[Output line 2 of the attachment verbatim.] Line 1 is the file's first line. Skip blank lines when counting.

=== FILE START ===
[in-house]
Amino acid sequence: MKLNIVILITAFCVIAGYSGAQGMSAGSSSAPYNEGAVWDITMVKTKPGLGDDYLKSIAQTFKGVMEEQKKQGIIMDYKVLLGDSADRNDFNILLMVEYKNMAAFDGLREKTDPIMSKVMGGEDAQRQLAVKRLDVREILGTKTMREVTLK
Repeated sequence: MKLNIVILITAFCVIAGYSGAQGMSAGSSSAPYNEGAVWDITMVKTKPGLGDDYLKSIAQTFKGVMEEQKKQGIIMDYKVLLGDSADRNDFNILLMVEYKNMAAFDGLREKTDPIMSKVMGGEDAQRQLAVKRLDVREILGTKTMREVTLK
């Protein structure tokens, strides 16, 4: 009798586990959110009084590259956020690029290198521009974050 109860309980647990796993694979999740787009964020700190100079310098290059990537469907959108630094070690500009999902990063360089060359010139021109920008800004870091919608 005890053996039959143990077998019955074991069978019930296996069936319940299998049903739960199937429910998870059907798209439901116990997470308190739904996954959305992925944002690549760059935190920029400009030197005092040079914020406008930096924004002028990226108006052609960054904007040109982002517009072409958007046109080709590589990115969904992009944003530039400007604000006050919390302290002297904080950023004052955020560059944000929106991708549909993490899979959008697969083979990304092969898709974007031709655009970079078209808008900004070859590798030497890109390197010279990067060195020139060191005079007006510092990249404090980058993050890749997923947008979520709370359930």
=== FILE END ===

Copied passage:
Amino acid sequence: MKLNIVILITAFCVIAGYSGAQGMSAGSSSAPYNEGAVWDITMVKTKPGLGDDYLKSIAQTFKGVMEEQKKQGIIMDYKVLLGDSADRNDFNILLMVEYKNMAAFDGLREKTDPIMSKVMGGEDAQRQLAVKRLDVREILGTKTMREVTLK